ex·​cite | \ ik-ˈsīt How to pronounce excite (audio) , ek- \
excited; exciting

Definition of excite

transitive verb

1a : to call to activity
b : to rouse to an emotional response scenes to excite the hardest man to pity
c : to arouse (something, such as a strong emotional response) by appropriate stimuli excite enthusiasm for the new regime— Arthur Knight
2a : energize excite an electromagnet
b : to produce a magnetic field in excite a dynamo
3 : to increase the activity of (something, such as a living organism) : stimulate
4 : to raise (an atomic nucleus, an atom, a molecule, etc.) to a higher energy level

Keep scrolling for more

Choose the Right Synonym for excite

provoke, excite, stimulate, pique, quicken mean to arouse as if by pricking. provoke directs attention to the response called forth. my stories usually provoke laughter excite implies a stirring up or moving profoundly. news that excited anger and frustration stimulate suggests a rousing out of lethargy, quiescence, or indifference. stimulating conversation pique suggests stimulating by mild irritation or challenge. that remark piqued my interest quicken implies beneficially stimulating and making active or lively. the high salary quickened her desire to have the job

Examples of excite in a Sentence

ideas that excite young people Our announcement excited the children. The posters excited much interest in the show.
See More
Recent Examples on the Web This brought on some of the biggest losses and rebounds of the year, as investors factored the economic costs of the trade war into their forecasts and got excited by hopes of a deal to end the uncertainty. Anneken Tappe, CNN, "Stocks had a stellar year in 2019," 28 Dec. 2019 Zedd fans, get excited for 2020: a new album might be on the way. Kat Bein, Billboard, "Is Zedd Finally Releasing a New Album in 2020?," 26 Dec. 2019 The app had scores of positive reviews, particularly from users in the UAE who were excited about its lack of restrictions. Lily Hay Newman, Wired, "Uninstall This Alleged Emirati Spy App From Your Phone Now," 22 Dec. 2019 Only about one percent of the electrons excited by incoming light went on to participate in a chemical reaction. John Timmer, Ars Technica, "Photovoltaic… enzymes?," 19 Dec. 2019 The sight of a sky full of lightning gets a Homestead High School student excited for all of its possibilities. Alec Johnson, Milwaukee Journal Sentinel, "Homestead student has become Mequon's 'chief meteorologist'," 16 Dec. 2019 Because little changes, there is little to report that will excite audiences. Alex Shephard, The New Republic, "Why the Media Is Ignoring the Afghanistan Papers," 13 Dec. 2019 So when The Game, a spinoff of her series Girlfriends, premiered on The CW in 2006, fans were excited. Joi-marie Mckenzie, Essence, "A Definitive List Of The Best Black TV Shows Of The Decade," 24 Dec. 2019 The idea of adding more apartments to that site excites our members. Roland Li, SFChronicle.com, "Burned North Beach building ignites new development battle," 21 Dec. 2019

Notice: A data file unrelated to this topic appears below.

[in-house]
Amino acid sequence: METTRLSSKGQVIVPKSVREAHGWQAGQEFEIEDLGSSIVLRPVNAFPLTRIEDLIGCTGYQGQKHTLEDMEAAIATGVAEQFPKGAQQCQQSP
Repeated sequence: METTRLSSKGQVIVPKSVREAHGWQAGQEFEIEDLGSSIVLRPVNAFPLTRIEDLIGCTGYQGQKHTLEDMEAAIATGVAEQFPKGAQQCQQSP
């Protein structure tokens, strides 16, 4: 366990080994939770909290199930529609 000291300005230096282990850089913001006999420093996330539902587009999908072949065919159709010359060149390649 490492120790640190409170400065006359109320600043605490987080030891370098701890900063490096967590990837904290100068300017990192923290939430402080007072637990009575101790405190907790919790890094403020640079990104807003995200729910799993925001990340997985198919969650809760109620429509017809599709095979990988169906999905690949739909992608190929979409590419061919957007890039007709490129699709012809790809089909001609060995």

These example sentences are selected automatically from various online news sources to reflect current usage of the word 'excite.' Views expressed in the examples do not represent the opinion of Merriam-Webster or its editors. Send us feedback.

See More

First Known Use of excite

14th century, in the meaning defined at sense 1a

History and Etymology for excite

Middle English, from Anglo-French exciter, from Latin excitare, from ex- + citare to rouse — more at cite

Keep scrolling for more

Learn More about excite

Time Traveler for excite

Time Traveler

The first known use of excite was in the 14th century

See more words from the same century

Statistics for excite

Last Updated

11 Jan 2020

Cite this Entry

“Excite.” The Merriam-Webster.com Dictionary, Merriam-Webster Inc., https://www.merriam-webster.com/dictionary/excite. Accessed 24 January 2020.

Keep scrolling for more

More Definitions for excite


How to pronounce excite (audio)

English Language Learners Definition of excite

: to cause feelings of enthusiasm in (someone) : to make (someone) feel energetic and eager to do something
: to cause (a particular emotion or reaction) to be felt or to happen
: to increase the activity of (something, such as nerve tissue)


ex·​cite | \ ik-ˈsīt How to pronounce excite (audio) \
excited; exciting

Kids Definition of excite

1 : to stir up feeling in The announcement excited the children.
2 : to increase the activity of This chemical excites nerve cells.
ex·​cite | \ ik-ˈsīt How to pronounce excite (audio) \
excited; exciting

Medical Definition of excite

1 : to increase the activity of (as a living organism) : stimulate
2 : to raise (as an atomic nucleus, an atom, or a molecule) to a higher energy level

Keep scrolling for more

More from Merriam-Webster on excite

Thesaurus: All synonyms and antonyms for excite

Rhyming Dictionary: Words that rhyme with excite

Spanish Central: Translation of excite

Nglish: Translation of excite for Spanish Speakers

Britannica English: Translation of excite for Arabic Speakers

Comments on excite

What made you want to look up excite? Please tell us where you read or heard it (including the quote, if possible).


a feeling of well-being or elation

Get Word of the Day daily email!

Test Your Vocabulary

Intact Latin Quiz

  • roman tablet
  • What did focus mean in Latin?
Spell It

Can you spell these 10 commonly misspelled words?

Syn City

Test Your Knowledge - and learn some interesting things along the way.

Love words? Need even more definitions?

Subscribe to America's largest dictionary and get thousands more definitions and advanced search—ad free!